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Tamils frustrated by detention: lawyer- Ottawa Citizen

[MISC, Saturday, 21 August 2010 07:45 2 Comments]

As dusk fell one night this week, about two dozen Tamil children spilled out onto the grassy field of a detention facility they now call home.

Dressed in bright colours, the children hollered and squealed as they kicked soccer balls and chased bubbles with facility staff. Several women — presumably the children’s mothers — watched from the sidelines.

While some of the 492 Tamil migrants who recently arrived on Canada’s western shores wonder why they are still being detained, they are nonetheless grateful to be on Canadian soil and appreciate the treatment they have received, lawyers who are helping the migrants say.

"How beautiful" that detention staff have been engaging the families and colouring and playing with children despite the language barrier, said Malini Dyonisius, one of several lawyers who has been representing the migrants in detention review hearings. "I was touched by this."

But the exhilaration of being in a new country has been tempered with confusion too, said Luxmi Vasan, a Toronto lawyer, who has been counselling the detainees.

She said one woman told her: "They’re treating us nice, but detaining us. I don’t understand what the government is doing."

Support for the migrants appears to be divided across the country. An Angus Reid poll released Friday showed that almost half of Canadians — 48 per cent — favour deporting the migrants. Thirty-five per cent said they should be allowed to stay.

It was just over a week ago that they ended a 90-day voyage aboard the Thai cargo ship, the MV Sun Sea.

Upon their arrival in Canada the migrants were split up into different detention facilities. The mothers and children ended up at the Burnaby Youth Detention Centre.

The facility — equipped with basketball and volleyball courts and a soccer field — is located on the edge of an industrial park surrounded by tall trees and within earshot of tugboats chugging along the Fraser River.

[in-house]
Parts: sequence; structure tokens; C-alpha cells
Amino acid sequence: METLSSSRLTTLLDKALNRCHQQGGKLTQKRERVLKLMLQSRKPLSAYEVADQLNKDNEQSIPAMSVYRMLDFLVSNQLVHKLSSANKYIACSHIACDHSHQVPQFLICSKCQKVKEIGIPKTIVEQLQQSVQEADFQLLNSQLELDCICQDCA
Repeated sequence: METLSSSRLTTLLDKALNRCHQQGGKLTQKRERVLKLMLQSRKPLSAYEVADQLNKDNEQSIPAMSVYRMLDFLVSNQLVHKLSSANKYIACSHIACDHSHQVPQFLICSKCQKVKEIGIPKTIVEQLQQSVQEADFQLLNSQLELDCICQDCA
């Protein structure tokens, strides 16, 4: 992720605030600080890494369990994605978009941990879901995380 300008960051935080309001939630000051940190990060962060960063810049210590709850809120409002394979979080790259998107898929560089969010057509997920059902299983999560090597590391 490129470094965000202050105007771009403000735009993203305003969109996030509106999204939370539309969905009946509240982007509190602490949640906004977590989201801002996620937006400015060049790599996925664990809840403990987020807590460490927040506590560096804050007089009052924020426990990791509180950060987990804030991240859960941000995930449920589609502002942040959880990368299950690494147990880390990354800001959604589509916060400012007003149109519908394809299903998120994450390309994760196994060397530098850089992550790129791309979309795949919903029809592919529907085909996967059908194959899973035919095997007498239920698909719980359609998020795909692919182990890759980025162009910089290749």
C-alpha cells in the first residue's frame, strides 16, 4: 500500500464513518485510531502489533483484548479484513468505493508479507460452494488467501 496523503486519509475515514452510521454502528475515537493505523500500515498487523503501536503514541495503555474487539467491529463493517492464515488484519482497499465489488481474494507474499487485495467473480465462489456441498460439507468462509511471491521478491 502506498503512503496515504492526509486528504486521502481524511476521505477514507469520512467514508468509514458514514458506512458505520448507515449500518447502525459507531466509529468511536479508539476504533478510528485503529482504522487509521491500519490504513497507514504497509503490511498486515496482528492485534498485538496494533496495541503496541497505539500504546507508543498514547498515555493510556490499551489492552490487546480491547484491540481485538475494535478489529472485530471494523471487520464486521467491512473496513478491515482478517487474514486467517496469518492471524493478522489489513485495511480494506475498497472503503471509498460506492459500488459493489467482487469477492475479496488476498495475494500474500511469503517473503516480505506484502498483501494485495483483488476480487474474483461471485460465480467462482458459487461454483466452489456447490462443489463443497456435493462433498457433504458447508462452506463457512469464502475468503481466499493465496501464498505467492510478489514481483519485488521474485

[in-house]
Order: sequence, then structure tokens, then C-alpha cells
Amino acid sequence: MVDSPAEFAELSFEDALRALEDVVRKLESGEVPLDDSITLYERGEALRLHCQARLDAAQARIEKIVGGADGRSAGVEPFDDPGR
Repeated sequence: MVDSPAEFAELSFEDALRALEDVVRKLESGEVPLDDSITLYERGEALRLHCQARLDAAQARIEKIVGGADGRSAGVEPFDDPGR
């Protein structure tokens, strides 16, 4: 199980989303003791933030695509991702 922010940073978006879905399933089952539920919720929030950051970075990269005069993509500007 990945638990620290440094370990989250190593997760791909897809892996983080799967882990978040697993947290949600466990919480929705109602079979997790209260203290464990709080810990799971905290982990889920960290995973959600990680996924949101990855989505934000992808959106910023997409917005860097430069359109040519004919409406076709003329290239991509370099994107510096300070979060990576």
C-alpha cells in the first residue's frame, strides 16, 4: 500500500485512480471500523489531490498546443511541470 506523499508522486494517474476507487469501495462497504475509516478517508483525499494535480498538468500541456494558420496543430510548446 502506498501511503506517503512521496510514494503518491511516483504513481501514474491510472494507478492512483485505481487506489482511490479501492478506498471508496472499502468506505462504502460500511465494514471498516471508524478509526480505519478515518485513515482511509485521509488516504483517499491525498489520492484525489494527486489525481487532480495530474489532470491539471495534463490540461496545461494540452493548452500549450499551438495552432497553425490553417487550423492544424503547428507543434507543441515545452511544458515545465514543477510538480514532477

Each family has been given their own sleeping quarters, Vasan said.

The lawyers say each time they visit, they are peppered with questions and concerns: Why are we being detained for so long? Why were we detained at all? When will we be able to see our relatives? Are surveillance cameras watching us all the time?

Vasan, who arrived as a refugee at Toronto’s airport in 1991 with her year-old son, said she understands their frustrations.

Thumbing through a thick Canadian immigration and refugee law text book filled with Post-it notes, Vasan says the government should have released the women and children by now.

Vasan said she spoke to one mother this week who was carrying an infant who had a piece of shrapnel embedded in his head.

She said it upsets her to hear that some Canadians believe the migrants should be sent home.

"Don’t call them queue-jumpers," she said. "They’re genuine refugees. They’re fleeing persecution in Sri Lanka. Just give them a chance."

But the fate of the migrants rests with the Immigration and Refugee Board.

And, as of Friday, government officials still had not completed verifications of the migrants’ identities, meaning the migrants must remain in detention.

And so, for now, the detainees pass the days by watching videos and reading books supplied by Canadian-based Tamil support groups.

And the children play.

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